Sunday, 15 July 2012

Lesser Purple Emperor

In last year's drought some species of butterfly did poorly, but many of the forest dwelling species did exceptionally well. The shade provided by the trees seems to have helped reduce the impact of the lack of water on the habitat. This year, however, with the cold and damp, they are not doing nearly so well, so you might be lucky to see an Emperor Apatura spp or one of the white Admirals Limenitis spp.

One of the loveliest of the arboreal species is the Lesser Purple Emperor Apatura ilia (or le Petit Mars changeant in French). The males of this large (in European terms) butterfly are a gorgeous irridescent purply blue on their upper sides. Generally they are not all that common, but will often visit gardens in areas with suitable damp woodland (I have seen them at Villandry, for instance). Their main caterpillar host plants are poplars (including aspen), willows and occasionally alder. Their numbers are threatened by modern forestry practices, which clear out all non-commercial tree species (such as aspen and willows).

This photo, taken at la Châtonnière, is not perfect, but I
like the way it shows the butterfly's yellow tongue.
Males are most often seen, because they descend from the treetops to suck moisture and minerals from damp patches on the ground. They are famously attracted to faeces and entomologists studying them regularly lay the most disgusting baits to lure them close. Females are less frequently seen because they are not so easily tricked into coming down to earth.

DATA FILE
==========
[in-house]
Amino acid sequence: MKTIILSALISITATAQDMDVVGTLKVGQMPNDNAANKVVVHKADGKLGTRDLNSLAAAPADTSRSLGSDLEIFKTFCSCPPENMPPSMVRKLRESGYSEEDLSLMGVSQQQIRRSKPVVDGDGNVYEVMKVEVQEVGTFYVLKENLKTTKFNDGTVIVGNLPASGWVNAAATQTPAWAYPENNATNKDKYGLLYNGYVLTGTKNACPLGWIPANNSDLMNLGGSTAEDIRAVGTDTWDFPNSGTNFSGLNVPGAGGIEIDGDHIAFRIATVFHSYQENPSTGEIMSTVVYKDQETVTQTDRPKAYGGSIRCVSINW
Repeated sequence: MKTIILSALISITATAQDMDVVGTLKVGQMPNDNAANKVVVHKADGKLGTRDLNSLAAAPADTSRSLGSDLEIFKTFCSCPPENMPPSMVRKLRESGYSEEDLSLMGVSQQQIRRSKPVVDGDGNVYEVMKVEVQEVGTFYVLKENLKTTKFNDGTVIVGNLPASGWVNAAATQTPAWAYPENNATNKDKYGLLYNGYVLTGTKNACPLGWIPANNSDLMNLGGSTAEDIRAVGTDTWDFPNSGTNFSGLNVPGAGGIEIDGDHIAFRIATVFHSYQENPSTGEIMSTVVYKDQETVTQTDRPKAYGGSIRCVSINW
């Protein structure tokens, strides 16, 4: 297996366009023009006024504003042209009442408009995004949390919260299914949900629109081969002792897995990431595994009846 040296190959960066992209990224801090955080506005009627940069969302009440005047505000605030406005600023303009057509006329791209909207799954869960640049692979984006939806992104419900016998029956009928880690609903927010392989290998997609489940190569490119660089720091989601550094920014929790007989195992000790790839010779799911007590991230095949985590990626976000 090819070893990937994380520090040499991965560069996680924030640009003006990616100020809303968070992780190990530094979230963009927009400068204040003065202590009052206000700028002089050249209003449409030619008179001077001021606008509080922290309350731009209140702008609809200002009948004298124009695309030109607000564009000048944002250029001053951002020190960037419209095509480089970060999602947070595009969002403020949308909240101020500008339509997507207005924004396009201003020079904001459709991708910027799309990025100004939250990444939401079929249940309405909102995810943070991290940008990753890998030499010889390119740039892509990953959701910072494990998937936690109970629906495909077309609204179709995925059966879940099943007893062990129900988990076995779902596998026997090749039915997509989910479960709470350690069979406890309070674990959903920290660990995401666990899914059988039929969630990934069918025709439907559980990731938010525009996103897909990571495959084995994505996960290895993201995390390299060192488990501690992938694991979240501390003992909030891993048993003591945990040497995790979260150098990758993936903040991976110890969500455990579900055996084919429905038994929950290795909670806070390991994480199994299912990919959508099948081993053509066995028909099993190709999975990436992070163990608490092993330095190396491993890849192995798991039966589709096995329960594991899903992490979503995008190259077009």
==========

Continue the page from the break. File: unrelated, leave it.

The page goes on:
Susan

3 comments:

  1. Susan, we get them here from time to time... but I've never had to "widdle" on the ground to attract them... it is probably the proximity of the water!

    But, in my "youf" I did see a huge cloud of mixed butterflies descend on the spot where a horse had just pee'd... a sight that will remain in my memory. The butterflies that is... there were hundreds... but I can't remember all the different ones!
    Tim

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  2. We got Black and white here...but the rain has banish them

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